Monday, February 23, 2009

Urban Homestead


Here’s the update on vegetable growing. I think I’m going to do a modified version of “square foot gardening.” I measured the sunny part of my backyard and I think I can make 7 or 8 beds that are 4 feet wide and a little less than 20 feet long (walkways in between about 2 feet wide). Then in the back of my driveway I have an 8 ft x 8ft raised bed (in the shape of a parallelogram—best way to maximize space and still be able to open my garage door) with a cinderblock walkway down the middle, a 4x8 bed and an irregular shaped bed roughly a full railroad tie and a half by a half of a railroad tie, then there are the hundreds of pots I’ve picked up from the side of the road in the neighborhood.

In due season, I’m going to try to plant the following this year –planning on planting from tallest to shortest unless somebody knows if any of these plants love or hate each other (I’m doing a little of each at a time so that, with any luck, I’ll have a staggered harvest and will eat fresh and do less preserving):
Eggplant
Tomato (found what is supposedly native La. Heriloom variety, though I didn’t know any tomatoes was native to La.)
Okra (Native heirloom)
Lettuce
Spinach
All kinds of herbs (the wife handles that)
Potatoes
Strawberries
Blueberries (in the front yard as a border shrub)
Figs (in a couple other little sunny pockets)
Cantaloupes
Bell Peppers
Mustard Greens
Collard Greens
Watermelon
Pumpkin (in the front—people will think they are just decorative!)
Carrots (that’s the mysterious border grass along my sidewalk!)
Squash
Onions

In other news, MOTHER EARTH NEWS has a couple of great articles, my favorite is about a man in Pasadena and his three adult children who raise 6,000 pounds of food per year on a lot slightly smaller than mine and in California.
Speaking of Mother Earth, there was an article last month about population control that set some people off—though most apparently agreed. I wish someone would have pointed out that population growth is a problem in some areas, but we have the opposite in other areas. Of course, my take is that there are moral and immoral means to the desired end.

Oh, and Mother Earth is my 32 month old’s favorite magazine. When I pull it out he comes running to look at the pictures. When I sit down with another book he grabs a back issue and hops in my lap. He calls it his “Fwower [flower] book”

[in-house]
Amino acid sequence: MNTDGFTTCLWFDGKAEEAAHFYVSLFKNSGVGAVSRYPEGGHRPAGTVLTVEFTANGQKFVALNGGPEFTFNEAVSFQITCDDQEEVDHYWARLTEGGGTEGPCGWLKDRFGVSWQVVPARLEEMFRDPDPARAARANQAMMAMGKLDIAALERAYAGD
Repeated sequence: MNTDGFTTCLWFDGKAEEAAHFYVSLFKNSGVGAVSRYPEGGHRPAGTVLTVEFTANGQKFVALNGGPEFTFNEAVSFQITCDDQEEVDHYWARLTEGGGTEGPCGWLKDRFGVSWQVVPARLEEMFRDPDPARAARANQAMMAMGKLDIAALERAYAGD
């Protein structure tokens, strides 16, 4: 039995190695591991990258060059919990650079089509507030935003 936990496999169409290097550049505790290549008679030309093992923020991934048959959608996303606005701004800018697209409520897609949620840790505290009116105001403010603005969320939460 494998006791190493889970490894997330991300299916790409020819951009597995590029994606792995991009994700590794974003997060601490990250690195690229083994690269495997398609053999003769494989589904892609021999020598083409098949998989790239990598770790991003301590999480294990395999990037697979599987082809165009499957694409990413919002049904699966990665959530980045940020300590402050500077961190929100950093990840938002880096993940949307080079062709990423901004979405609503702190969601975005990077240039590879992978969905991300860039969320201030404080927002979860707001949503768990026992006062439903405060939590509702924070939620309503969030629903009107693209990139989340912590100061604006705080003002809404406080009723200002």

4 comments:

c said...

Here are some more good heirloom seed sorces.
http://www.bountifulgardens.org/default.asp
http://www.seedsavers.org
May God bless your garden!
LOVEc
btw- do you have any plans for tithing out of the produce of this garden? Phillip and I had brainstormed on this idea quite a bit. Reading though the old law made me think of it. I'd love to hear any modern ideas you have come up with.

Marsh Arab said...

Tithing from the garden - interesting thought C. Perhaps one could bring his/her first fruits down to the local homeless shelter (Abraham's Tent, I think). I'm sure they would take fresh produce.

Civis said...

Since y'all are getting biblical and Old Testament....I was reading this moring in Leviticus (I think it was Ch. 19:19) and a cross reference to Deuteronomy (chaper 11?) anyway, it said not to sow two types of seed in the same field and not to breed two species of animals. Is this about genetic engineering or just something symbolic? There was also a command no to eat fruit from a tree until the fifth year after planting and said it would increase the harvest. Propogation advice or a blessing for obeying?

c said...

I've often wondered the same thing about the levitical laws...maybe some of both?
Phillip and I came up with a couple of different ways of honoring God from the garden. I'd love to hear any others. One was to give to soup kitchen or homeless shelter. Another was to find a local family in need and share with them...maybe a single mom. And the last was to make a large meal with the produce and invite friends, letting them know that its a party to thank God for his blessings...kind of like a fall festival. I was really excited to see that pattern of honoring God in the Old Law. On a slightly differnet note, I one heard of a family praying over their garden once it was sown, for God's blessing on it. Thought it was a wonderful idea too.